Staff turnover is high, training for staff is not seen as a priority, work conditions are uncomfortable as there is less money to invest in the upkeep of the building. Salaries are however, competitive within the industry. Some of the key members with good product knowledge of the brewing process had been made redundant when the Meddler brothers bought into the business. Many of those that stayed resented their colleagues from being forced to leave and have not agreed with Charles' approach to brewing. Charles has not taken on board their advice and they have since given up trying to contribute and have not paid attention particularly to issues of cleanliness of bottles, clean down of the brewing equipment and yeast culture development. Charles is unaware of the resentment that has built up and feels that since staff are being adequately paid their should really be nothing to grumble about.
2. Organization and Structure
2.1 The Organization
The organization has a traditional management structure. The Company's management organization is as follows:
? Freddy Meddler Managing Director and Sales & Marketing Director
? Charles Meddler Operations Director
? Gillian French Financial Controller
? Dave Martin Purchasing Manager
? Ann Davis Administration Manager
The Company employs 40 people in total.
2.2 The Manufacturing Process
The manufacturing process used at the brewery is traditional and uses the following processes:
Grist to the mill
Barley is used soaked and then roasted in kilns to make malt. Kilning browns the malt, which adds color and flavor to the beer at a later stage. The roasted malt is then milled to a powder, or grist - hence "grist to the mill".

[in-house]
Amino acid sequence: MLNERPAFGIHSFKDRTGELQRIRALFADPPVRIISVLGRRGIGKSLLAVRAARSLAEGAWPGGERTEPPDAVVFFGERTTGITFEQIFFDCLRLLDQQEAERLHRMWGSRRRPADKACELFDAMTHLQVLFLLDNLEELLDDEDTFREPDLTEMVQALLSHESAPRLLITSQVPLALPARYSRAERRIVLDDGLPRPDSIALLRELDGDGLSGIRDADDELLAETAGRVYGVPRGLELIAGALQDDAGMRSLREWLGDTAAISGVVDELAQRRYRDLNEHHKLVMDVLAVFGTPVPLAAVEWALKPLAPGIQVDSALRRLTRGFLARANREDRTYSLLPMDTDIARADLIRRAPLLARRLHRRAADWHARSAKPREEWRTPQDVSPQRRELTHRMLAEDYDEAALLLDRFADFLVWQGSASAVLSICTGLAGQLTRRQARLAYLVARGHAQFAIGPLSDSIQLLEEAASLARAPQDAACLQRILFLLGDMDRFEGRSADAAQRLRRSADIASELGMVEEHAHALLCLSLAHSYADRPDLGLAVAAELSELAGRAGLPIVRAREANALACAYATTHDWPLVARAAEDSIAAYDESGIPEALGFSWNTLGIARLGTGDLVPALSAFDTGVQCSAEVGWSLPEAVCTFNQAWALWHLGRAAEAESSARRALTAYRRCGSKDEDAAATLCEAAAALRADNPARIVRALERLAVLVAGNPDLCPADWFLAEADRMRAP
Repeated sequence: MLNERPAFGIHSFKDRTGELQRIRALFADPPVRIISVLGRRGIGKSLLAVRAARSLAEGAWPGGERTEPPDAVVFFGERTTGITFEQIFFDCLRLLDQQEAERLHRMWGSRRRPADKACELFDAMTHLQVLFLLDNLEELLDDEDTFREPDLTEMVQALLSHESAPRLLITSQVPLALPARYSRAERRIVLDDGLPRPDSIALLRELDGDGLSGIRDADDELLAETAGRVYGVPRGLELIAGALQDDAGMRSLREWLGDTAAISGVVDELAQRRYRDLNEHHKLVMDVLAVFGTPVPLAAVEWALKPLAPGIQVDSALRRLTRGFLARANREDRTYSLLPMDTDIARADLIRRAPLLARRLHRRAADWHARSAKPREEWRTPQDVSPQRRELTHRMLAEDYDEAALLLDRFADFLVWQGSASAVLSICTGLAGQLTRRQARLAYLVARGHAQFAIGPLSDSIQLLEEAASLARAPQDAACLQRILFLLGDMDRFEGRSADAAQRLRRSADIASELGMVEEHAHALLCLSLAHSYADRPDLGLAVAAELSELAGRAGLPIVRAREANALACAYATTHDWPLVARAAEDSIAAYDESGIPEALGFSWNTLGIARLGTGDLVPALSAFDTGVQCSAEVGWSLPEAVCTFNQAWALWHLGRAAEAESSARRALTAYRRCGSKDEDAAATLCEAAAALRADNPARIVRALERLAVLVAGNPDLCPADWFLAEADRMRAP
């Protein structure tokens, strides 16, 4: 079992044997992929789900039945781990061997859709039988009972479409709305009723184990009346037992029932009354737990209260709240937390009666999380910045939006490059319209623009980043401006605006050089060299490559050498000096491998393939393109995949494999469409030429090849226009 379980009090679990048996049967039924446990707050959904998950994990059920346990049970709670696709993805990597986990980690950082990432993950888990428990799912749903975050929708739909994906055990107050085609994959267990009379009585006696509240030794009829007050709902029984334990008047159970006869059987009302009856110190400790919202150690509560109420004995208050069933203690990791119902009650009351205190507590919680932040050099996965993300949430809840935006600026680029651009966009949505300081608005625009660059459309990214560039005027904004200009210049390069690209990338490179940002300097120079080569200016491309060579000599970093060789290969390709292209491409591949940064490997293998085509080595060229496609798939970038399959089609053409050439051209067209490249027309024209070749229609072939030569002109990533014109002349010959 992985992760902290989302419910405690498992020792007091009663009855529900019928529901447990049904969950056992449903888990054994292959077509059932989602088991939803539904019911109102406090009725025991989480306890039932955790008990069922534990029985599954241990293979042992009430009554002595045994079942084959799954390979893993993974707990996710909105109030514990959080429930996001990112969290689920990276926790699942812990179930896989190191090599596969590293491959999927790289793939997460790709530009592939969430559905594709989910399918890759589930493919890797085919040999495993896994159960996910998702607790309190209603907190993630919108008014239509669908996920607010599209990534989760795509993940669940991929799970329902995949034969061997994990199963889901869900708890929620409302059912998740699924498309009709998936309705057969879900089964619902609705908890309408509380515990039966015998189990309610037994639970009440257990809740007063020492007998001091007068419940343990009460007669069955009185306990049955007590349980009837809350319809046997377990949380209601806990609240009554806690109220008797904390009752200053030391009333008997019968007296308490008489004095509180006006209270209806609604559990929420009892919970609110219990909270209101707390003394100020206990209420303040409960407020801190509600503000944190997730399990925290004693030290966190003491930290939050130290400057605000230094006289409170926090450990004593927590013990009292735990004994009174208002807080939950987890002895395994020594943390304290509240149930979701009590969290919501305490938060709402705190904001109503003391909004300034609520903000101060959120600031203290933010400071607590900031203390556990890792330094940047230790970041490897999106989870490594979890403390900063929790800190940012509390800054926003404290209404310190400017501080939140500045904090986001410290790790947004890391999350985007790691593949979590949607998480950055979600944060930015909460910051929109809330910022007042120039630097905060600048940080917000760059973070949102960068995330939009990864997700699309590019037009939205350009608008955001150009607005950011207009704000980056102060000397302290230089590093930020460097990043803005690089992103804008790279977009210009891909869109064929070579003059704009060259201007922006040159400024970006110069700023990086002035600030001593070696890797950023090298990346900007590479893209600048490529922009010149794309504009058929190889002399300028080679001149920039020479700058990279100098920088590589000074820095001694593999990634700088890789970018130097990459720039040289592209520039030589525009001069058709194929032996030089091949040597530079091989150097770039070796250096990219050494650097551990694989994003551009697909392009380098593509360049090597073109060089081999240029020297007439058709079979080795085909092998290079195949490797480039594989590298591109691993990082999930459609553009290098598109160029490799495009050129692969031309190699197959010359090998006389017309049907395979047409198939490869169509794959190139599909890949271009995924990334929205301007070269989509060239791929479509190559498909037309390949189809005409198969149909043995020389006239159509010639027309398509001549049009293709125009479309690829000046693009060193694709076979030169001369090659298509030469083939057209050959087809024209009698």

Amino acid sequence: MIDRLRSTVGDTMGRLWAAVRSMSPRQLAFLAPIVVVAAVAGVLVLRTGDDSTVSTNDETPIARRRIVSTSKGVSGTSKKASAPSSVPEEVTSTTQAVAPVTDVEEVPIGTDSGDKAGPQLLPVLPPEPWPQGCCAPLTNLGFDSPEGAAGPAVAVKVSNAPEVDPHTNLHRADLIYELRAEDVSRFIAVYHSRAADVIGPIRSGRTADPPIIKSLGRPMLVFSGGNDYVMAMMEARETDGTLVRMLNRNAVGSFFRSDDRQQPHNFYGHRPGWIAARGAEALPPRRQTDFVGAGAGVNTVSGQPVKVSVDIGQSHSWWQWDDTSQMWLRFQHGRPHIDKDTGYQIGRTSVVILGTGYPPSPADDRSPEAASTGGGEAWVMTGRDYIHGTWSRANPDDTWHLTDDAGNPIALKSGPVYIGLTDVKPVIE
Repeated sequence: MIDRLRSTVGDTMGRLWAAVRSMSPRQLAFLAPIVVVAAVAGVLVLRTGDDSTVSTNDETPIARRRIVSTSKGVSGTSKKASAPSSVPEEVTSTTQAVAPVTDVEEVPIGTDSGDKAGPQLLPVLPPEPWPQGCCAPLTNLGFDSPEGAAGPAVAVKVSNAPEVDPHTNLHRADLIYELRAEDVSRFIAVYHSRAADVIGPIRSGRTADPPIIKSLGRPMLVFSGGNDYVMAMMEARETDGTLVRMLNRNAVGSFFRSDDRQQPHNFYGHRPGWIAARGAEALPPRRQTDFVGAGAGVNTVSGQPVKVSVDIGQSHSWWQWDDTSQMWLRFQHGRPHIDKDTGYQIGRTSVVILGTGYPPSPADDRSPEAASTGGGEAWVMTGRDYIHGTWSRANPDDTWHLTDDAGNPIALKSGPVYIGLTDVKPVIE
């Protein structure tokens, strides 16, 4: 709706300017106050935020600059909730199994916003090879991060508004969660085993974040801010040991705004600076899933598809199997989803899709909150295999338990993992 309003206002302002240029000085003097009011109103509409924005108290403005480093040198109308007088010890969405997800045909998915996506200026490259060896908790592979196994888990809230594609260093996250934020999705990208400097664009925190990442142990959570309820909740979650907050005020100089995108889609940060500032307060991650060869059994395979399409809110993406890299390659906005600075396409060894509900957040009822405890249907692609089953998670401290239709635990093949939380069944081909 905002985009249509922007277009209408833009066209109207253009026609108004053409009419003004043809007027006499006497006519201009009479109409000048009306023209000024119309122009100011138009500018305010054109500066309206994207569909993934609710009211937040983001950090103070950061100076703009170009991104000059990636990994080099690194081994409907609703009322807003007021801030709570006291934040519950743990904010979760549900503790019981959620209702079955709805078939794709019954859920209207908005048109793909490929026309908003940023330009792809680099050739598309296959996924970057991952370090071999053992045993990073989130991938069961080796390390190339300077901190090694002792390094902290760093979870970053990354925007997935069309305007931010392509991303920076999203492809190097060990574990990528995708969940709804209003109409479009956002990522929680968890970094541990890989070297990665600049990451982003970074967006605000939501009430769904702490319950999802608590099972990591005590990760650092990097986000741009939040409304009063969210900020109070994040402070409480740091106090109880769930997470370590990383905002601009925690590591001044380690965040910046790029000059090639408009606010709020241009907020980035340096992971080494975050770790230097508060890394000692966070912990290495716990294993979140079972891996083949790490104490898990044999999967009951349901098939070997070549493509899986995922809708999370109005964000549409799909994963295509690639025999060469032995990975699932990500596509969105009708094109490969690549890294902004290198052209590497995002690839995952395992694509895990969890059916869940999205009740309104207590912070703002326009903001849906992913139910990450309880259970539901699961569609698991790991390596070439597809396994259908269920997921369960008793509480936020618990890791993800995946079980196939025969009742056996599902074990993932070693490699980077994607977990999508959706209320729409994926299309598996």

Making the mash
The grist is mixed with hot water to form a porridge-like slurry - called a mash. This is pumped into a mash tun (a large copper vessel) where it stays for about an hour at a constant temperature of 65°C. The result is a solution that brewers call sweet wort (pronounced "wert").
The sweet wort is now transferred to what is really a giant kettle, traditionally called a copper. Here, the sweet wort is boiled and the hops added. Boiling continues for about an hour, after which the filtered solution - now called just "wort" - is transferred to the fermenting vessel.
Pitching the yeast
The fermentation process is started by adding - or pitching - a carefully measured quantity of yeast to the wort. The yeast converts sugar into alcohol while at the same time producing large amounts of carbon dioxide, which gives beer its characteristic sparkle. Ale yeasts generally ferment for up to five days at around 18°C and rise to the top of the fermenting vessel.
Refining the beer
The liquid produced in the fermenting vessel is beer. It is either bottled or if it's destined to be a 'real ale', it's put straight into casks. There is still a small amount of yeast in the beer at this stage and this will perform what is called a secondary fermentation. This gives the beer its final, desired taste. The last ingredient to be added to each cask is finings, which helps settle the yeast and clear the beer ready for drinking. There are several varieties of finings but the most traditional is isinglass, the dried swim bladder of the sturgeon fish!
 Own brand - 'Clatterbridge ale'. This is available in bottle and cask. This has a long mellow fruity taste.
 Contract brews for customers - Clatterbridge also brew beers for contract customers such as supermarkets and hotel chains. Here customers branding and beer name applies.
3. Sales and Profitability
The sales and profit figures for the past four years are as follows:
Year Model Sales (£,000) Profit (£,000)
Current (C) Own Label 200 40
Contract 410 40
C-1 Own label 220 50
Contract 300 45
C-2 Own label 230 70
Contract 100 25
C-3 Own label 310 80
Contract 70 30
4. Benchmarking Exercise
Clatterbridge have conducted a basic benchmarking exercise to compare themselves with six other similar manufacturers based in the UK. The results are shown below:
Benchmark factor Clatterbridge Competition Average
Profits (% of sales) 1.82% 6.5%
Contract £0.90 £0.20
Own label £0.50 £0.25
Contract £1.20 £1.35
Own label £2.50 £2.50
Marketing support (pa)
Contract £3K £10K
Own label £5K £40K
Delivery times (weeks)
Contract 3 2
Own Label 6 2
Scrap rates 15% 5%© BrainMass Inc. brainmass.com July 22, 2018, 5:08 am ad1c9bdddf
Response is 802 words including a table.